Against fact-checking

What does it mean to check a fact? It’s a more complicated question than it may seem.

Let us take a simple example.

The sky is green.

Here the speaker is asserting: there is such a thing as a sky; it can be attributed properties of colour; and we can know what that colour is. One can go outside, look up, and check the fact.

Let’s take a more complicated example, such as the one Channel 4 FactCheck dealt with today.

Men are more likely to be raped than be falsely accused of rape.

Some of the suppositions contained within this statement are quite uncontroversial. There is such a thing as ‘men’, and ‘rape’, and ‘false accusations of rape’. We can all accept this, and we can broadly agree on definitions of each of those things, even if we might disagree firmly about the relevance and prominence of each.

The tricky supposition is the probability function contained within the expression “more likely than”. The reader may note that rape and false accusations are both, at least in theory, capable of being recorded and studied, so she might look for some data on their prevalence. However, by ‘checking the fact’ of whether men are indeed more likely to be raped than be falsely accused of rape, here are the premises the checker must accept:

  1. It is possible to perform a valid statistical comparison on these two probabilities.
  2. The sources from which we might acquire statistics for such a comparison are capable of supporting such a comparison.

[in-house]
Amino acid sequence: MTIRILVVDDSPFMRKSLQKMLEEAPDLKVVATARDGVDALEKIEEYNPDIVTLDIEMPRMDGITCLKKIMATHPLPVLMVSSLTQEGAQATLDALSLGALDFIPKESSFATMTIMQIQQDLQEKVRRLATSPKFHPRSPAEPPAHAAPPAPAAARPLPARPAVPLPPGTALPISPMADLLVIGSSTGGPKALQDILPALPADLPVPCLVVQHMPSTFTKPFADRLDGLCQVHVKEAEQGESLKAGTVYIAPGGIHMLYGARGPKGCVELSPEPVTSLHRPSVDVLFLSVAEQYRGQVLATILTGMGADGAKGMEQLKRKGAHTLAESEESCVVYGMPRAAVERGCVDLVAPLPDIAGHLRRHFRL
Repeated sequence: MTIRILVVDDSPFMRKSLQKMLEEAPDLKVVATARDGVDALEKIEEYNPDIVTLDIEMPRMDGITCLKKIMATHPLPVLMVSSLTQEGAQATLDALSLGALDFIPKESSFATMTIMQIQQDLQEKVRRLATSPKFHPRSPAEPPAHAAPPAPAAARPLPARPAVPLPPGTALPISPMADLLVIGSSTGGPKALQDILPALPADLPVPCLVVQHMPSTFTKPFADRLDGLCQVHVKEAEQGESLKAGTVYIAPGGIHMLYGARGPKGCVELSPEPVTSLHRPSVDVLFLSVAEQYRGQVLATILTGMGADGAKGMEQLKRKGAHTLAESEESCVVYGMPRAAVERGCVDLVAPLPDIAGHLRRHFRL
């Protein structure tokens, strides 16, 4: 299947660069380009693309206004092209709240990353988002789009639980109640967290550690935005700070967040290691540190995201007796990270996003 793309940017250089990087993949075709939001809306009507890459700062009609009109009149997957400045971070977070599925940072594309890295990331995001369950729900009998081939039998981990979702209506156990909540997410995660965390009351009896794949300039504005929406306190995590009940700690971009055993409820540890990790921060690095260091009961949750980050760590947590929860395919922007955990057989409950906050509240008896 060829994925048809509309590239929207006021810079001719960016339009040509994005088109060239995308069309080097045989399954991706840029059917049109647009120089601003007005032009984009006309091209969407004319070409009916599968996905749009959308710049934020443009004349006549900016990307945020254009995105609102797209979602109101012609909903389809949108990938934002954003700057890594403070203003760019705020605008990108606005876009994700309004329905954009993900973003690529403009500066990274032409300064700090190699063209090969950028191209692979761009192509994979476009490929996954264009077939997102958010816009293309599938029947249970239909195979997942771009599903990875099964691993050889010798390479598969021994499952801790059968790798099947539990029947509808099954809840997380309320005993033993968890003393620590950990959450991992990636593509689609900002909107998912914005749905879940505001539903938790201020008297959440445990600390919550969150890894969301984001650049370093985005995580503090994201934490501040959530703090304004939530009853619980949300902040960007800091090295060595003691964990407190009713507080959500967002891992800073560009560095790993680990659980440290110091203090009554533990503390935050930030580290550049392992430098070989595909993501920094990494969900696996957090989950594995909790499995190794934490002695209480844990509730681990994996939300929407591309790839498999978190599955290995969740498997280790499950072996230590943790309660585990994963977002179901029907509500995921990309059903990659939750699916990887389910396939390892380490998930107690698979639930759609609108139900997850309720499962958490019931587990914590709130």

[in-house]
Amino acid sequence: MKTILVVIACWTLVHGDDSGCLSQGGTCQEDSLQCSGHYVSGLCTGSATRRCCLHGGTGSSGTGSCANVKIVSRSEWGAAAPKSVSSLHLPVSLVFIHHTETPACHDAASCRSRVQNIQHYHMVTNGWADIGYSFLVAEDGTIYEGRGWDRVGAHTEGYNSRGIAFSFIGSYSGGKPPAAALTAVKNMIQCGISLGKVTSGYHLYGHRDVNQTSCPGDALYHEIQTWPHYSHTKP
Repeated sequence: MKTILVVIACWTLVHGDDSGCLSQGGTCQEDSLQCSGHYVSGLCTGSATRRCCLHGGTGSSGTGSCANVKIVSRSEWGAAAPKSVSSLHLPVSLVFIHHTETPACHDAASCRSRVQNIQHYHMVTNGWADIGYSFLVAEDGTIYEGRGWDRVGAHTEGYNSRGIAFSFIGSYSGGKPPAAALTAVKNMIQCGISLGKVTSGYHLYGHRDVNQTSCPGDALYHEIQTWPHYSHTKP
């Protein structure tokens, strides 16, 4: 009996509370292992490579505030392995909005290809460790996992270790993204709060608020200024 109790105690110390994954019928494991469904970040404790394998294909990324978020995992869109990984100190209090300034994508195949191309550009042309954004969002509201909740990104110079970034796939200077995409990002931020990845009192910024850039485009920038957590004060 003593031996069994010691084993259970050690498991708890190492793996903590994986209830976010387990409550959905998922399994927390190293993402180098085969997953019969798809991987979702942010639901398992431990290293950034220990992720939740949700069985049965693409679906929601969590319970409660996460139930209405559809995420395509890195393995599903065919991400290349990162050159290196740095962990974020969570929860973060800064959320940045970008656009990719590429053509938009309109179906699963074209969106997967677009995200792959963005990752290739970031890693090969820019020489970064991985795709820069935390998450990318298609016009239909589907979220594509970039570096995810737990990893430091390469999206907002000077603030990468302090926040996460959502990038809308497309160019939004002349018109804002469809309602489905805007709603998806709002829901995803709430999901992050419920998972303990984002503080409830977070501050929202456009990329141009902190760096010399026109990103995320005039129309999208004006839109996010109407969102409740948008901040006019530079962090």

To assess the prevalence of male rape, Channel 4 uses the figures from the Crime Survey of England and Wales, which estimate a yearly figure of around 8,000 victims in the entire adult male population (about 0.05%, it adds helpfully).

To assess the prevalence of false accusations, Channel 4 has a more complex method. In its cheery mid-Atlantic dialect it notes:

“First up, let’s acknowledge the elephant in the room: there is no reliable data that exists to tell us how many people are accused of rape in day-to-day life.

“There are all sorts of environments — at work, at home, in public — where someone could make an allegation of rape, truthfully or otherwise, that may go unrecorded. If false, these accusations could have far-reaching and profound effects on the accused’s life, even if they never result in police or judicial action.

“But we can only analyse the data we have. So, for the purposes of this article, we will look at rape allegations that make it to the courts.”

This is quite a caveat. Already we have hurtled past assessing a comparable statistical population. We are no longer considering what proportion of men in the whole population are falsely accused; rather, it is what proportion of men who are prosecuted for rape are falsely accused.

Overall, in the CPS’ view, false allegations of rape are “serious but rare”. They estimate that there is one prosecution for a false rape claim out of every 161 rape cases prosecuted. That means — according to the best available data — false allegations make up 0.62 per cent of all rape cases.